Murtha Goes Overboard

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Too many old bulls in the House of Representatives consider themselves masters of all. They regard their seniority as a right to dominate and bully others.

Such is the case of 18-term Democratic Rep. John Murtha of Johnstown, Pa.

Jack Murtha, who represents a small city and environs in the western part of the state, has become too big for his britches. He needs to be taken down a big peg.

In the most recent example of his power plays,

Murtha berated Republican Rep. Mike Rogers of Michigan for opposing an earmark in Murtha's district. Murtha reportedly told junior member Rogers that he would never get a pork barrel earmark "now or forever." As chairman of the House appropriations subcommittee on defense, Murtha occupies a strong position to throw his weight around. He obviously thrives on it.

Recall that House Speaker Nancy Pelosi favored Murtha in the fight for majority leader earlier this year. Democrats went with Rep. Steny Hoyer of Maryland, defying both Pelosi and Murtha in the process.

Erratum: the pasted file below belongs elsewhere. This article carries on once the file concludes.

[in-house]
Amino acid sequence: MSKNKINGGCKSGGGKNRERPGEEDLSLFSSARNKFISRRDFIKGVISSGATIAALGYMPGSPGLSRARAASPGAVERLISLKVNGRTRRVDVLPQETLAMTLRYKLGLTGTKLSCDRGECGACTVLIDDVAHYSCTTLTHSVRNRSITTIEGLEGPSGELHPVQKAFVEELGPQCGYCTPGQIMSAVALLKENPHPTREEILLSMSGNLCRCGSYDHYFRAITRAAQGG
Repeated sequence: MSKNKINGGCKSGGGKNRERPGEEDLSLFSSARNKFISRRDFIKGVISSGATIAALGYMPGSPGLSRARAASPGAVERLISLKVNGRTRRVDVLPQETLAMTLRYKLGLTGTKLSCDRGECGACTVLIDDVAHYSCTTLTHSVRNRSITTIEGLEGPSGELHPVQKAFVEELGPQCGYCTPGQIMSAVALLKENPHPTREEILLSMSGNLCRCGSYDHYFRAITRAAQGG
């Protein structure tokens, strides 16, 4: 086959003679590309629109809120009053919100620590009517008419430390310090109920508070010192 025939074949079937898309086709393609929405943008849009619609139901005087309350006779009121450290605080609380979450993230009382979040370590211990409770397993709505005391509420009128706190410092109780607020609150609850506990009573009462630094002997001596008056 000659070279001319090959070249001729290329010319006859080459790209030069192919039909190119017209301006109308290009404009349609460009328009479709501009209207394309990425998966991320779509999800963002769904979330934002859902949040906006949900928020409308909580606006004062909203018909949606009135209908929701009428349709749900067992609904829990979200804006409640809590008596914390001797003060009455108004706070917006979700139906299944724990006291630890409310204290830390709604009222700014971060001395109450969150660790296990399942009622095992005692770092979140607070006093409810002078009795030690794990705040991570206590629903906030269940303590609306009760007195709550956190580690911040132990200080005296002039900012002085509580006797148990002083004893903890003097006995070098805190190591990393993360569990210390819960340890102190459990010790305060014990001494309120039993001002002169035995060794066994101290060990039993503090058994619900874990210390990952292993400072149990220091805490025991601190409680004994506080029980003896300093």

Murtha has come a long way from the young upstart who first ran for Congress in 1974 in a special election. As a reporter covering that first race to test the effect of the Watergate scandal on Republicans, I recall Murtha as an attractive Democrat who was approachable, with none of the big-headed traits of today.

Murtha has earned the respect of many Democrats with his unyielding opposition to the war in Iraq. A decorated Marine officer in Vietnam, he knows about combat, something about which the president has no firsthand knowledge.

But Murtha's no-holds-barred way of doing things has rankled not only Republicans but some in his own party.

Jack Murtha needs to be reminded that he may be a 34-year fixture in Congress, but he is only one of 435 members of the House.